Dr. Plowman was a novice regarding crime and punishment but is a very responsible leader in rules and regulations. She made no effort to cover up anything. She launched an investigation.

When she learned real fire was causing the smoke, she brought in a prominent law firm with experience in dealing with NCAA violations. The things it found were borderline unbelievable.

An example: On one weekend, an unofficial visit from two prospects, relatives and high school coaches cost $2,424 in impermissible expenses. The technique was cash from a desk drawer. There was another case where money for a prospect’s mother came from the glove box in Pruitt’s car.

Eighteen level 1 violations, worst in the NCAA complex book of rules, are a lot. The university loss is not a lot more than expected.

Early in the process, UT tried to negotiate a settlement with the NCAA enforcement staff, something of a plea bargain. UT hoped to capitalize on cooperation. Most of all, it hoped to avoid the dreaded bowl ban. It also wanted to escape the black cloud rivals were using against Tennessee in recruiting.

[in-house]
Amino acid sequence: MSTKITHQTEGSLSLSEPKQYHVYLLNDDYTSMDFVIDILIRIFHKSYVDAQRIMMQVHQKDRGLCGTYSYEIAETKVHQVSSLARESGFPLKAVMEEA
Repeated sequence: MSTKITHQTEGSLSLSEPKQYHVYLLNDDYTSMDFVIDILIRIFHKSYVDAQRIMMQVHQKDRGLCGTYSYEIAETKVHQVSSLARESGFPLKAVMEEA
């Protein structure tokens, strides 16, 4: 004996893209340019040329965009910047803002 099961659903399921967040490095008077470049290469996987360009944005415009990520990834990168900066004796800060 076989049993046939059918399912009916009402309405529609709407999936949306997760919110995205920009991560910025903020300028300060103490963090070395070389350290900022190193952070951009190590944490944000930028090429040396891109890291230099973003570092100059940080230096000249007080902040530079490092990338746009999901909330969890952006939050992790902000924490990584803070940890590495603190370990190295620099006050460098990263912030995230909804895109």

The NCAA rejected that deal, in part because Pruitt wanted to fight for the buyout.

The punishment handed down by the NCAA on this July 14, 2023, is similar to what the university proposed – a few more recruiting limitations, a few more scholarships lost.

Vacating victories (Pruitt teams won 16) affects Tennessee’s historical standing. It is possible the coach won some before cheating became part of the games.